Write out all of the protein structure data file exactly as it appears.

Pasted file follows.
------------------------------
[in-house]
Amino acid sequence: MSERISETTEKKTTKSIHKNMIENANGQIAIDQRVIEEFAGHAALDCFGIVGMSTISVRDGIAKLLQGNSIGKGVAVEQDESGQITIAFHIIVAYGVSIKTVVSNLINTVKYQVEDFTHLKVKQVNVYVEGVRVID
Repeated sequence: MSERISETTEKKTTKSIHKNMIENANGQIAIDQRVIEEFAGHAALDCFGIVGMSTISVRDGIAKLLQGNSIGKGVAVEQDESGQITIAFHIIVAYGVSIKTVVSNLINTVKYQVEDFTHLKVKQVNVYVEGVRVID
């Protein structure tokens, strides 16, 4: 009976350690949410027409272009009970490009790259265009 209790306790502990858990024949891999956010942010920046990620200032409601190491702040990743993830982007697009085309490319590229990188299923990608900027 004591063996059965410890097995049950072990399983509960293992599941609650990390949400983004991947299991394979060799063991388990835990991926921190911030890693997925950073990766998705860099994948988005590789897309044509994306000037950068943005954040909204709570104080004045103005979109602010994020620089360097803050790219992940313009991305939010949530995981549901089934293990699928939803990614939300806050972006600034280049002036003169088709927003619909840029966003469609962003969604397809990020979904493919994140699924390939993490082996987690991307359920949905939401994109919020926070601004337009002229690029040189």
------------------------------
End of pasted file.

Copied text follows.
[in-house]
Amino acid sequence: MSERISETTEKKTTKSIHKNMIENANGQIAIDQRVIEEFAGHAALDCFGIVGMSTISVRDGIAKLLQGNSIGKGVAVEQDESGQITIAFHIIVAYGVSIKTVVSNLINTVKYQVEDFTHLKVKQVNVYVEGVRVID
Repeated sequence: MSERISETTEKKTTKSIHKNMIENANGQIAIDQRVIEEFAGHAALDCFGIVGMSTISVRDGIAKLLQGNSIGKGVAVEQDESGQITIAFHIIVAYGVSIKTVVSNLINTVKYQVEDFTHLKVKQVNVYVEGVRVID
């Protein structure tokens, strides 16, 4: 009976350690949410027409272009009970490009790259265009 209790306790502990858990024949891999956010942010920046990620200032409601190491702040990743993830982007697009085309490319590229990188299923990608900027 004591063996059965410890097995049950072990399983509960293992599941609650990390949400983004991947299991394979060799063991388990835990991926921190911030890693997925950073990766998705860099994948988005590789897309044509994306000037950068943005954040909204709570104080004045103005979109602010994020620089360097803050790219992940313009991305939010949530995981549901089934293990699928939803990614939300806050972006600034280049002036003169088709927003619909840029966003469609962003969604397809990020979904493919994140699924390939993490082996987690991307359920949905939401994109919020926070601004337009002229690029040189």